My excursions to find the perfect replacement jeans also made me an expert on retail dressing rooms. They are all consistently poorly-lit, and frequently lacking in hooks for my purse and the clothes I’m wearing. Rails are great for what I bring into the change room already on hangers, but unless there are hooks, I’m forced to drop my clothes on the floor. And, the floor of every dressing room is crawling with dust bunnies and questionable fungi, particularly close to the baseboards, which are, well, close because most dressing rooms are . . . close. And, not many change rooms have a chair or stool to perch on when we’re trying to put our shoes back on—which would be a much-appreciated amenity for boomer bottoms. And if you’re shy about all that cellulite and overflow being visible to passers-by when you’re stripped down to your frillies, then take the jeans home to try them on because those ring-topped curtains never quite completely close to give you privacy during your darkest hours.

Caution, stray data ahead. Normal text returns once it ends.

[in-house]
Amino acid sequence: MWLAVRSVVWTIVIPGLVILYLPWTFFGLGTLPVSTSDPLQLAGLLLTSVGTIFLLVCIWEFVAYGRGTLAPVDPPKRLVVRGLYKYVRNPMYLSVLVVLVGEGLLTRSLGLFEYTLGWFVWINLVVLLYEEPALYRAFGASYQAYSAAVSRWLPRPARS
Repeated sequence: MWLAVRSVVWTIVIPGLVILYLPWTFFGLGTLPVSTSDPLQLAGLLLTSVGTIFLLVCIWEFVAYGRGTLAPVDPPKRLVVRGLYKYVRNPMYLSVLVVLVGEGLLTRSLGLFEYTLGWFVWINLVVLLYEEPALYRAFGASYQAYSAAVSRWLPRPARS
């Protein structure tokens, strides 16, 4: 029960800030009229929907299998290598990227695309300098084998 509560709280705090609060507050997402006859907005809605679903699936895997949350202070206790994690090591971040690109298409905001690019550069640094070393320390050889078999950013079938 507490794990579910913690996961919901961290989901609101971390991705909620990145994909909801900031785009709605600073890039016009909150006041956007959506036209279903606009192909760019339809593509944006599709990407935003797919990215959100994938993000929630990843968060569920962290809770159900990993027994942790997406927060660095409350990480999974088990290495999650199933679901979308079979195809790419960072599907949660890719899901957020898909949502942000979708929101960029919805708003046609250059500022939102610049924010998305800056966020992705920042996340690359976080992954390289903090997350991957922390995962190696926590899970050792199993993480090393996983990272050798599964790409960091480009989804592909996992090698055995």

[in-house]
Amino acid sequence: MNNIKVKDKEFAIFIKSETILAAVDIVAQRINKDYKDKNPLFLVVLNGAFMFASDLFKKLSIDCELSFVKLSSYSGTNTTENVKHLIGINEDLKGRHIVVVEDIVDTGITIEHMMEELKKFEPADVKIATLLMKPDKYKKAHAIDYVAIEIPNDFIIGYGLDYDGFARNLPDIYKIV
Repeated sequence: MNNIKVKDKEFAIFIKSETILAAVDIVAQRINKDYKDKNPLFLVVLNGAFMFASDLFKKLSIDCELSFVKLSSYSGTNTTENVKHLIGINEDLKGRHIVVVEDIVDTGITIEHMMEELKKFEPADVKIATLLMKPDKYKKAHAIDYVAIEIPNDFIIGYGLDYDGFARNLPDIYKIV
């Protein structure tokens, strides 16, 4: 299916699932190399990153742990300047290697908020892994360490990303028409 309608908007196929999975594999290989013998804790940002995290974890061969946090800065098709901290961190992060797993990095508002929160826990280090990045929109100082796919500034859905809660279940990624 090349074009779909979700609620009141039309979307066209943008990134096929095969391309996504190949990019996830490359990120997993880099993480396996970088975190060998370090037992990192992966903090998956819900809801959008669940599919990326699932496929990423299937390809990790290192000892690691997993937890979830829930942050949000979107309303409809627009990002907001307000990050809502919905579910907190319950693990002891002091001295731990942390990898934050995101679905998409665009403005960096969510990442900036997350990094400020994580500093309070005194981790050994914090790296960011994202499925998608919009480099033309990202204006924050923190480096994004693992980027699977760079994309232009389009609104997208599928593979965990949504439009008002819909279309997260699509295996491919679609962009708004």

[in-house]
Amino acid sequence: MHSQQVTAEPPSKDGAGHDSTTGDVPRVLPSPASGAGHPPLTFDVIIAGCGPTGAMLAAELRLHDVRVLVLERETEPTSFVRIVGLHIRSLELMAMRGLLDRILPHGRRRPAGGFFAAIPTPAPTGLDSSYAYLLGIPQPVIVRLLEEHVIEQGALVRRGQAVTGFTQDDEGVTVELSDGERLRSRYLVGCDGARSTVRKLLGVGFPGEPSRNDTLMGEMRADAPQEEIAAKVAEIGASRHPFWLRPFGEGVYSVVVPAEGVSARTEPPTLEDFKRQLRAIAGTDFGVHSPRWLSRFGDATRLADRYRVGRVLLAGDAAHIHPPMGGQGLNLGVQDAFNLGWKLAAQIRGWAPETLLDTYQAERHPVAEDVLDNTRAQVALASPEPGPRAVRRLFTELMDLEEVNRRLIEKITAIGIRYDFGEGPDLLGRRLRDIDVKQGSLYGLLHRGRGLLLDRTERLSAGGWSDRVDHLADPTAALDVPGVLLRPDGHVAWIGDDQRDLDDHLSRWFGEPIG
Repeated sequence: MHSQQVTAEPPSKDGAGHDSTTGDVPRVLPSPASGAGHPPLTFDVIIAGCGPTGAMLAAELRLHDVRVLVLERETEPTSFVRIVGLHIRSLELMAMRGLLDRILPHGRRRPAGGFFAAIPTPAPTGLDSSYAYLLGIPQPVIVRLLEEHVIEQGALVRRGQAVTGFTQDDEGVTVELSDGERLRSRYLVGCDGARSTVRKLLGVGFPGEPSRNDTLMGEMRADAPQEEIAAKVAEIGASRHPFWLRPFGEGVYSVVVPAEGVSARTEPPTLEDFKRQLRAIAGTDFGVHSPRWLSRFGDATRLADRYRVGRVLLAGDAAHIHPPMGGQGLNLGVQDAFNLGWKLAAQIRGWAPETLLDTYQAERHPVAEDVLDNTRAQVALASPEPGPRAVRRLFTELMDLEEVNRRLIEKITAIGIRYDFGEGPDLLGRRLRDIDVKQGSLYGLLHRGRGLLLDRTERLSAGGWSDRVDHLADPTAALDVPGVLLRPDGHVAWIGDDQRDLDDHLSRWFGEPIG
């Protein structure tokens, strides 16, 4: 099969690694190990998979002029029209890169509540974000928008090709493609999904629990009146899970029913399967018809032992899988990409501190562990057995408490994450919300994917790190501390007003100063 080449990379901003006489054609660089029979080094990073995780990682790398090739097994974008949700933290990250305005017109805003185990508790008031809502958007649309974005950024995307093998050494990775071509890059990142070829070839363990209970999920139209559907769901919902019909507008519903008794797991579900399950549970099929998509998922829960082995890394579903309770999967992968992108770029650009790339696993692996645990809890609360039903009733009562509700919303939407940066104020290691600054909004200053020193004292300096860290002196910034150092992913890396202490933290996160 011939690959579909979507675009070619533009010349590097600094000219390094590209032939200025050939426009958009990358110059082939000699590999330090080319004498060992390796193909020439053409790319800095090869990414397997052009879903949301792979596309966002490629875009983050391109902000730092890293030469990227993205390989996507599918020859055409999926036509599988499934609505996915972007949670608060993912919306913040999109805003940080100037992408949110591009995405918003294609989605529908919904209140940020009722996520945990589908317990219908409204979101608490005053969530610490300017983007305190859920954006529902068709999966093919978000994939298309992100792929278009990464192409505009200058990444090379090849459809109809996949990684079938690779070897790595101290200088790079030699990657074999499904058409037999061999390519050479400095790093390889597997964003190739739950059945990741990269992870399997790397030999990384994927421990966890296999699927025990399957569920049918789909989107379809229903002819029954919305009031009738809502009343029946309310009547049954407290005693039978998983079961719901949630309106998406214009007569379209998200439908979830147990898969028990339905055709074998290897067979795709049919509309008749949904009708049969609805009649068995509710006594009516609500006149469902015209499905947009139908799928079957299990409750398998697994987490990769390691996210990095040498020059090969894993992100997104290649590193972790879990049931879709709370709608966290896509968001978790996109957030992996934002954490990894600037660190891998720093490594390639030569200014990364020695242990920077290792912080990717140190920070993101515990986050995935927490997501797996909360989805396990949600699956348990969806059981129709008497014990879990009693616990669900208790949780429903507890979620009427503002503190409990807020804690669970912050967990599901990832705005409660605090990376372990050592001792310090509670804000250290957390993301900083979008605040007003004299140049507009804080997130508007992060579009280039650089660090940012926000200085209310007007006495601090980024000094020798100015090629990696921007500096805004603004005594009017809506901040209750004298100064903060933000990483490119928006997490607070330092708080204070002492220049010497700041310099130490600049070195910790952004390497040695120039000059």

After three separate excursions to the mall and trawling dozens of stores, I finally circled back to Hudson’s Bay because that’s where my car was parked. I made a last-minute detour into the lingerie department in a vain search once again for suitable nightgowns. No luck there either, although I purchased another sports bra, the only kind that seems to offer any degree of comfort. As I was approaching the elevator, I thought I’d pick up that white linen Ralph Lauren blouse I saw on sale earlier in the day (as if I need another white blouse!!). To get to the change room, I had to pass through the BCBG Maxazaria section that was all but abandoned (they’ve closed a lot of their stand-alone retail locations). Everything except the striped blazer I liked was on sale, including their jeans. I’d never considered that brand as a suitable candidate for this body as most of their fashions are for wisp-thin gals with a social life far beyond my level of experience.